Oh, one more thing...you don’t have to wait for the 4th of July to view fireworks, because Point Pleasant has fireworks every Thursday during the summer (as long as the weather cooperates), and they are free! Don’t forget to bring a tripod. (Go here for fireworks photography tips.)
Atlantic City, called AC by the natives, has a rich tradition as a shore vacation spot and was a favorite regional destination until cars replaced trains as the best way to get around the state. It is legendary, the topic of songs by Bruce Springsteen and the Drifters (“Under the Boardwalk” was about AC), in the 1960s and 70s, the city fell on hard times until gambling was legalized along the Boardwalk. Now over a dozen resort hotels and casinos line the historic 4-mile boardwalk and exist side-by-side with Tattoo parlors, pizza and ice cream joints, and touristy souvenir and clothing shops.
The boardwalk is a lively combination of old-AC history, depressed AC sleaze, and new money resort Casino glitz. Tourists are advised to stay on the Boardwalk or the beach and not to stray inland due to the high crime rate, but the Boardwalk itself is well-patrolled and safe. During the summer months, you can find enough action on those diagonal wooden planks to make a street photographer’s heart jump for joy.
A word about taking pictures in the casinos: Don’t. Security will pounce on you like you’d used marked cards at the Blackjack tables. If you really want to shoot in the casinos, the only sure thing is to approach management, get permission, and have a signed permission form on you while you’re shooting. Unless you are on a commercial assignment, however, they will probably turn you down.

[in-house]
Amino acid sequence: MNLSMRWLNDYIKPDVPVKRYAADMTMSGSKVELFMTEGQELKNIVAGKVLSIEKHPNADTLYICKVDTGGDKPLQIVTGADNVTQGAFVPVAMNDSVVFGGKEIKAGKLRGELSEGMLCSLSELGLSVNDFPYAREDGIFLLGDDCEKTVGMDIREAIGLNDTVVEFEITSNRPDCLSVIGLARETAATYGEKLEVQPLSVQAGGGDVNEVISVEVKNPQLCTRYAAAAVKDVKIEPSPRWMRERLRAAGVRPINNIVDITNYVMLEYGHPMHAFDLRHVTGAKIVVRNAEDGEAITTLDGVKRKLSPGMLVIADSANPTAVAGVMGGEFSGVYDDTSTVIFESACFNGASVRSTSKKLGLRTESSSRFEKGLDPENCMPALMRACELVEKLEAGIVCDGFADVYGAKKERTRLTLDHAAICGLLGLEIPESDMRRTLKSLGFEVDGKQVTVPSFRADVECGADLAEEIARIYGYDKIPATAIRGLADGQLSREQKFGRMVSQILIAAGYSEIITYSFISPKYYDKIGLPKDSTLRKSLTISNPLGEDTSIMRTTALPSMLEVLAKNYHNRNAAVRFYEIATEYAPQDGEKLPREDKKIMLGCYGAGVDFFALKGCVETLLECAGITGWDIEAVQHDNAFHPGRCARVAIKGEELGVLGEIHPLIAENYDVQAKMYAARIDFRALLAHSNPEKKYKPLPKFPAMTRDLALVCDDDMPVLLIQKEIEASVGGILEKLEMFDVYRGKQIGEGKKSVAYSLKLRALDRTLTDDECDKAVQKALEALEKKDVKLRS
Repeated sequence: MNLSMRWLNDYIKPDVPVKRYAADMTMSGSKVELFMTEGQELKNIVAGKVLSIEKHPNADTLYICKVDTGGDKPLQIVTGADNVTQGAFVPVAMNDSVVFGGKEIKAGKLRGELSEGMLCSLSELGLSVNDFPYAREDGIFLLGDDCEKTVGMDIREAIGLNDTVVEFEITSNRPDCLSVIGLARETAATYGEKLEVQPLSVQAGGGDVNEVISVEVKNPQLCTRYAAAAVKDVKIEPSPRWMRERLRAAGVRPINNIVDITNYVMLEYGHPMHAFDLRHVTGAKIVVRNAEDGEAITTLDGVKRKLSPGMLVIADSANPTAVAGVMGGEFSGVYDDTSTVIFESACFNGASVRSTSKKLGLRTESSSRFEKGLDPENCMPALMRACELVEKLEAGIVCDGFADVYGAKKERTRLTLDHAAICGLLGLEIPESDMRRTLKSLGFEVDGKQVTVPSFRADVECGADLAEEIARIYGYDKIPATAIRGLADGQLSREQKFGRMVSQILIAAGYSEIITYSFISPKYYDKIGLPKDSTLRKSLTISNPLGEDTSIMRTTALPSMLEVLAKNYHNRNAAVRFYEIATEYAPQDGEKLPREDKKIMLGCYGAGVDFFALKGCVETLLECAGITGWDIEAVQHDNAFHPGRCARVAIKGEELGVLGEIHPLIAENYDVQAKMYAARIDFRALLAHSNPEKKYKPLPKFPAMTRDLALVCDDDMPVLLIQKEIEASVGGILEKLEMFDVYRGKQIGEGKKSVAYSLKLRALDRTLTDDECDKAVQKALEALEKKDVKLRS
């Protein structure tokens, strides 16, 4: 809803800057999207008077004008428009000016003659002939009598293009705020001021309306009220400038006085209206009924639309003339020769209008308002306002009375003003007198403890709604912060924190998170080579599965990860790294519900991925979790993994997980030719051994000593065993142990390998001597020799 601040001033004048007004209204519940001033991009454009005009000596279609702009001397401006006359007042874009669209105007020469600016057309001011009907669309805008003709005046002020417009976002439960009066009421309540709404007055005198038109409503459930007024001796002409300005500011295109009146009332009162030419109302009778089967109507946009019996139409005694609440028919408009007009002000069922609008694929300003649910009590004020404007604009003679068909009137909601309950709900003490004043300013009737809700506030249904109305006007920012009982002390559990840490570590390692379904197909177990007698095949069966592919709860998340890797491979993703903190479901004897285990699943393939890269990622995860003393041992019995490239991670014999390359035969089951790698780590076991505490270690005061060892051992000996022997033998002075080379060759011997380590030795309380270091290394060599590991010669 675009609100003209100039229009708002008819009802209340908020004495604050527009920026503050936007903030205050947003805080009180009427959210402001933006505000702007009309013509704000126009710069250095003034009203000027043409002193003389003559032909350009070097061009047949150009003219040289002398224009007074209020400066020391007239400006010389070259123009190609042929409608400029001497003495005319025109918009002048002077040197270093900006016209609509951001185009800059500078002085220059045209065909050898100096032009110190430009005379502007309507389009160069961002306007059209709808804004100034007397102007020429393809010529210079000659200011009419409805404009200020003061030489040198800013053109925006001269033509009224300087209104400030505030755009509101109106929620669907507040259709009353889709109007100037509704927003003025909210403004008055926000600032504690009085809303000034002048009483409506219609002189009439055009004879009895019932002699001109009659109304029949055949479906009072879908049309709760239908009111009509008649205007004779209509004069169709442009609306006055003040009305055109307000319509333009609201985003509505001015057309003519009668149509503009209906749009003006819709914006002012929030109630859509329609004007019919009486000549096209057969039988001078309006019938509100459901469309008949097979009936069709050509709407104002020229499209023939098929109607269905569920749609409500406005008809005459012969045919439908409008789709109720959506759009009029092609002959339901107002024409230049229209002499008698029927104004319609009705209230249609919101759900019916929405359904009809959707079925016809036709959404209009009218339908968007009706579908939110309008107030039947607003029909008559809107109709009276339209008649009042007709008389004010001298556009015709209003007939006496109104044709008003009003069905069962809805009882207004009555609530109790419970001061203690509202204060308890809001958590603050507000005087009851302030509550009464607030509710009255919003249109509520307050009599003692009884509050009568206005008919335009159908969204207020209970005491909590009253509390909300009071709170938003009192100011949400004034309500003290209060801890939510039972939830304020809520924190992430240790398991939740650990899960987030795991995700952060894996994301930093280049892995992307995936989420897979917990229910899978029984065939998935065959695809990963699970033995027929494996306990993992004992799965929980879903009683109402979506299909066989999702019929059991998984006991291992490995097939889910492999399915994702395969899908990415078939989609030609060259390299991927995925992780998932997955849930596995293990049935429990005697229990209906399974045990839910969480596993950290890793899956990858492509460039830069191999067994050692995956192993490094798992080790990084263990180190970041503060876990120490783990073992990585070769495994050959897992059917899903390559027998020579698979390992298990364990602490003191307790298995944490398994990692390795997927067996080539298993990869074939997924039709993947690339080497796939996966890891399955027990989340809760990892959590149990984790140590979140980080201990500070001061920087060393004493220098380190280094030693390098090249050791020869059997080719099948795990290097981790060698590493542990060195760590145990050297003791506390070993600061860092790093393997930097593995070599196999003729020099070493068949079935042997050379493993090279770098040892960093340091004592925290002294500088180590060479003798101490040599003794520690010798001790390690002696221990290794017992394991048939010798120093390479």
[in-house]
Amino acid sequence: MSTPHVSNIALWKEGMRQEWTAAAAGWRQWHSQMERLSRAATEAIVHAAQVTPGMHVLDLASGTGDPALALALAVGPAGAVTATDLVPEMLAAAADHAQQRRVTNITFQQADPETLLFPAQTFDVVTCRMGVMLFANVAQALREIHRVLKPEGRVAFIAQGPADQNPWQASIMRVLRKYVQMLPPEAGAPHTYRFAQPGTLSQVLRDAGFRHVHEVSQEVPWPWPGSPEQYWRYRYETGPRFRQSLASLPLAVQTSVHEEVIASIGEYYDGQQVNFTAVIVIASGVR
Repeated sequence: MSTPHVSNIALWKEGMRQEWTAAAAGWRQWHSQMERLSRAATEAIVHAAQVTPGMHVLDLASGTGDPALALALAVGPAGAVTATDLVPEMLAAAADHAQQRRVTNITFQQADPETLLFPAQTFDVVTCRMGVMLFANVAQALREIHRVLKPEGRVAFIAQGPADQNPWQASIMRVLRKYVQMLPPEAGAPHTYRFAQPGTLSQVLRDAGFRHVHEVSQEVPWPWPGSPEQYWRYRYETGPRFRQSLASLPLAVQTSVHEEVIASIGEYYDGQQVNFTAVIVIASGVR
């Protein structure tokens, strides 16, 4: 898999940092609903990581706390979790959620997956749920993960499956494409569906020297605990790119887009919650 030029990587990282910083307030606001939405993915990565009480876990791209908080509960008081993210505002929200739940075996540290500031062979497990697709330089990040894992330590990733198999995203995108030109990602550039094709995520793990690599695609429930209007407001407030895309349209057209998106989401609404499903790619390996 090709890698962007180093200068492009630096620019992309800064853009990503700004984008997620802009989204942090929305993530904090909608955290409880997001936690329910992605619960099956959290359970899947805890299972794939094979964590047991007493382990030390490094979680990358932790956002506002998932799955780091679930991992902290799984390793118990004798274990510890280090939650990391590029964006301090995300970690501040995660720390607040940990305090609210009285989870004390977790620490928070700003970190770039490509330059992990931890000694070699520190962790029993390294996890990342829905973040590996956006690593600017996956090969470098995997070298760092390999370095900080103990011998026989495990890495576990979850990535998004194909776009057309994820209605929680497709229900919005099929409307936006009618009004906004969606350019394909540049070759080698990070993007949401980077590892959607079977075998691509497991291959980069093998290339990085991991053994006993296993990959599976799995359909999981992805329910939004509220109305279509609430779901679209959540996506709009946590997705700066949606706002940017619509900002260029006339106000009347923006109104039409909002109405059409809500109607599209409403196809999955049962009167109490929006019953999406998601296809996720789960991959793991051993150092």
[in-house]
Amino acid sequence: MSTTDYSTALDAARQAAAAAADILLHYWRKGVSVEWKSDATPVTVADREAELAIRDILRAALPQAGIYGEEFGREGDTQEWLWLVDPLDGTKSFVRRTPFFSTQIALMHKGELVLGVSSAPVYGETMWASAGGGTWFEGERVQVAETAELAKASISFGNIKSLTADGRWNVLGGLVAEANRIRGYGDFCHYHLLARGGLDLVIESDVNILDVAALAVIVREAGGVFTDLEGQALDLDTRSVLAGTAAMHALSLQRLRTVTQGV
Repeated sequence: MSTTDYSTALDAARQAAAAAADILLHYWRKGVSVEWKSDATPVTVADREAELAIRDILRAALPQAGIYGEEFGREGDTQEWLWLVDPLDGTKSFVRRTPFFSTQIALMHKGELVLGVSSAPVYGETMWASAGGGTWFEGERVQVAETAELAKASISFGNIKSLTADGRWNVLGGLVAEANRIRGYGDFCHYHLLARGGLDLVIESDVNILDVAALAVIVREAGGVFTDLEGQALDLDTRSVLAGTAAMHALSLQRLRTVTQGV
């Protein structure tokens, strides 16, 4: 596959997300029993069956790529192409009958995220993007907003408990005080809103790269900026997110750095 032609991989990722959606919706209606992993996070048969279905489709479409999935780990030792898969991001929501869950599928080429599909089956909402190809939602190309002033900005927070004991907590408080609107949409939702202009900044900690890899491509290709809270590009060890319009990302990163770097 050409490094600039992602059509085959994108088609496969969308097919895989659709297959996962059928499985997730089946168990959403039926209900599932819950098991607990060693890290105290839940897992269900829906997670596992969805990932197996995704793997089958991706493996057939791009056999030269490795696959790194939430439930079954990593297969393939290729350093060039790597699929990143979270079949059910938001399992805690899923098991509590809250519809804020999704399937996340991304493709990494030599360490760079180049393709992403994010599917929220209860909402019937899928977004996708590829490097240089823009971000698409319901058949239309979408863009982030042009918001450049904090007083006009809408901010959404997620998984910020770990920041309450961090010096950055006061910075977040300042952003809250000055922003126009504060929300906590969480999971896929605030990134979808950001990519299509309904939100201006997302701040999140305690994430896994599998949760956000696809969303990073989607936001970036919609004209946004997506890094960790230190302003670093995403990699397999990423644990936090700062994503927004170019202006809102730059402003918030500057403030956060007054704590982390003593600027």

Instead, grab your camera, head outside, and check out the sites, sounds and smells of historic AC. You can’t lose!
Want a dramatically different view of Atlantic City? Walk over to the far end of the Steel Pier and you can take a 30-minute helicopter ride. Take a flight close to sunset so you can get the most dramatic light. It costs $25 per person, and discounts can be found online.
A rarity among Jersey Shore towns is Atlantic City’s beach: it’s free! Yes, you have to pay for parking (and I recommend parking in any casino’s self-park lot, where you shouldn’t pay more than $5-10) but there is not additional fee to hit the beach.
Lifesaver: While taking a morning walk along the well-kept beach near the Tropicana Hotel, I started to photograph this lifeguard boat when a little boy ran into the picture and gave it the color accent that I needed. Camera: Ricoh GX100, beach mode, 3:2 aspect ratio.Travel and accommodations: AC is accessible by car via the Atlantic City Expressway (which connects with the New Jersey Turnpike), or by train via New Jersey Transit. The train station is right near the convention center, and about 10 minutes from the Boardwalk by foot.
Stay at one of the resort hotels. There are motels along the boardwalk, but quality is reportedly hit or miss. While high-end rooms can cost $300 or more a night, You can get a nice sized room for under $150 a night at a resort casino hotel if you shop carefully. I paid $150 a night for a very nice room at the Tropicana. Plan in advance, check discount travel sites and hotel incentive programs and you may do even better.
© 2008 Adorama Camera, Inc.